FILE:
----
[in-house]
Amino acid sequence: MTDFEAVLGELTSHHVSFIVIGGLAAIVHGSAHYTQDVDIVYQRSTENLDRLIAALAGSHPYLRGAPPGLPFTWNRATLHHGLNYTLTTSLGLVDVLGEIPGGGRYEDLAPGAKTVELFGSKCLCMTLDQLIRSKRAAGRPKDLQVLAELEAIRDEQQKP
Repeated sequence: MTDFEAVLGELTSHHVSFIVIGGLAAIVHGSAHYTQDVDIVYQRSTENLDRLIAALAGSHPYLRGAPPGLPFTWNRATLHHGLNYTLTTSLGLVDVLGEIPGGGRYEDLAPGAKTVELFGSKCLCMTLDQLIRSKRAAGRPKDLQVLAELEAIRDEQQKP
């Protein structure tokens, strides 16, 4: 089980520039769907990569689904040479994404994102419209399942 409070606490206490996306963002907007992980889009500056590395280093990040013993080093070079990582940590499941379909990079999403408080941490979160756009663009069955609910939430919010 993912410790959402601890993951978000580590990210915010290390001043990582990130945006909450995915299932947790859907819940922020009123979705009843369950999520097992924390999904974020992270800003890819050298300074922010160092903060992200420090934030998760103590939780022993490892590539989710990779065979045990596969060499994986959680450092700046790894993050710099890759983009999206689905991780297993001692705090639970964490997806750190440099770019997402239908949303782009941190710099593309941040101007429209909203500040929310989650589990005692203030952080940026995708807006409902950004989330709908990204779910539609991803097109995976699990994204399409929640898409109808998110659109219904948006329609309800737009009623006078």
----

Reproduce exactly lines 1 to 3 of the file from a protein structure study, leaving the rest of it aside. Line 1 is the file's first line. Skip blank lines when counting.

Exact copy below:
[in-house]
Amino acid sequence: MTDFEAVLGELTSHHVSFIVIGGLAAIVHGSAHYTQDVDIVYQRSTENLDRLIAALAGSHPYLRGAPPGLPFTWNRATLHHGLNYTLTTSLGLVDVLGEIPGGGRYEDLAPGAKTVELFGSKCLCMTLDQLIRSKRAAGRPKDLQVLAELEAIRDEQQKP
Repeated sequence: MTDFEAVLGELTSHHVSFIVIGGLAAIVHGSAHYTQDVDIVYQRSTENLDRLIAALAGSHPYLRGAPPGLPFTWNRATLHHGLNYTLTTSLGLVDVLGEIPGGGRYEDLAPGAKTVELFGSKCLCMTLDQLIRSKRAAGRPKDLQVLAELEAIRDEQQKP